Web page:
Mr. Shanks, superintendent engineer to Messrs. W. Lund & Sons, owners of the Waratah, said the coal consumption of the steamer was about 15 tons a day more on the second voyage than during the first. This was due to the distillation of the drinking water on board and to the weather conditions. He had not heard that any difficulty had been experienced in coaling the Waratah in Sydney owing to the ship being too "tender," but he admitted receiving a letter from Captain Ilbery in which a statement was made to that effect. (Another reason for consuming more coal could relate to the Waratah needing to be 'heavier' lower down to enhance metacentric height stability. That would account for an increase in fuel consumption.)
It was elicited from Mr. Shanks during cross-examination that when the Waratah was first built in Glasgow it was considered unsafe to coal her beyond the amount of fuel needed for the voyage from that port to London. The arrangement with the builders was that they were to construct the Waratah as stable as the Geelong. It was untrue that the Waratah listed so heavily on her maiden voyage from Glasgow as to frighten the officers. (The voyage from the builders' shipyard to London was unique in that she did not carry cargo, which reduced her metacentric height stability.)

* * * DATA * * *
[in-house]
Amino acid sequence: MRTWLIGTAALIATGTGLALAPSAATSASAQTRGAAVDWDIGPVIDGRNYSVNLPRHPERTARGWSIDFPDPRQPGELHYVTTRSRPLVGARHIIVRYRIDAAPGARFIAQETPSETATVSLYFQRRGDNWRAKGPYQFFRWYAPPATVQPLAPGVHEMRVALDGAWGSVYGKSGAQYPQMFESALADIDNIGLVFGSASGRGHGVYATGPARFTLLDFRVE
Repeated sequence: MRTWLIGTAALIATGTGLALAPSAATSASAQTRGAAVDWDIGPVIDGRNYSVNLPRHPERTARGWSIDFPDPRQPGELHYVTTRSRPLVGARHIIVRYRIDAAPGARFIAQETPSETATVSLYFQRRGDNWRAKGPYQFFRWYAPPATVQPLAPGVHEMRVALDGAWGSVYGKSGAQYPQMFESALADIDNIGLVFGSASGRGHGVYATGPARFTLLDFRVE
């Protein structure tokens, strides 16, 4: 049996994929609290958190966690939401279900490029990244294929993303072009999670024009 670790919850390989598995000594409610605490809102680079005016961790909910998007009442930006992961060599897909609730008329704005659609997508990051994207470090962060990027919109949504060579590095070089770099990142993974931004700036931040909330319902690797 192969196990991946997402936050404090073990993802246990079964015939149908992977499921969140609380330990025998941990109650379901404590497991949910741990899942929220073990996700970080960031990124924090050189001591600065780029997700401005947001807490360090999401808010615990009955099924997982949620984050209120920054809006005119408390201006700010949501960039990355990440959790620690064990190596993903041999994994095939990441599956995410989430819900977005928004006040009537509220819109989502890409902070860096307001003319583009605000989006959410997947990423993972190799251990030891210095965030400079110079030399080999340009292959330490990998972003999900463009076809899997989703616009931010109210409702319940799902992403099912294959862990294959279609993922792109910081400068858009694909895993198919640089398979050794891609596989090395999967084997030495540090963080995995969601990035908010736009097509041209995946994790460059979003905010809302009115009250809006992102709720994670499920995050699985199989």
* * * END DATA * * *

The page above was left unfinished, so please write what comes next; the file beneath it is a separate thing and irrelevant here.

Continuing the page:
Counsel quoted a letter which the chief engineer had sent to the owners stating that Captain Ilbery had asked him to take sufficient coal to drive the vessel. Mr.Shanks replied that neither the owners, builders, nor himself had suggested utilising a space on the spar deck for coal. Counsel then produced a plan showing a space marked on the spar deck as coal bunkers. The witness said he never regarded them as permanent bunkers; nor did he regard the extra coal consumption as an indication that Captain Ilbery was pressing the vessel. It might have been of some assistance to the coaling operations to place a small quantity of coal on the spar deck. He had not heard anything of the vessel's alleged instability.
Asked why coal was not placed on the spar deck when the vessel left Glasgow, the witness admitted that it was not considered safe. He was quite certain that the decks did not leak badly. Leaking decks = poor construction quality.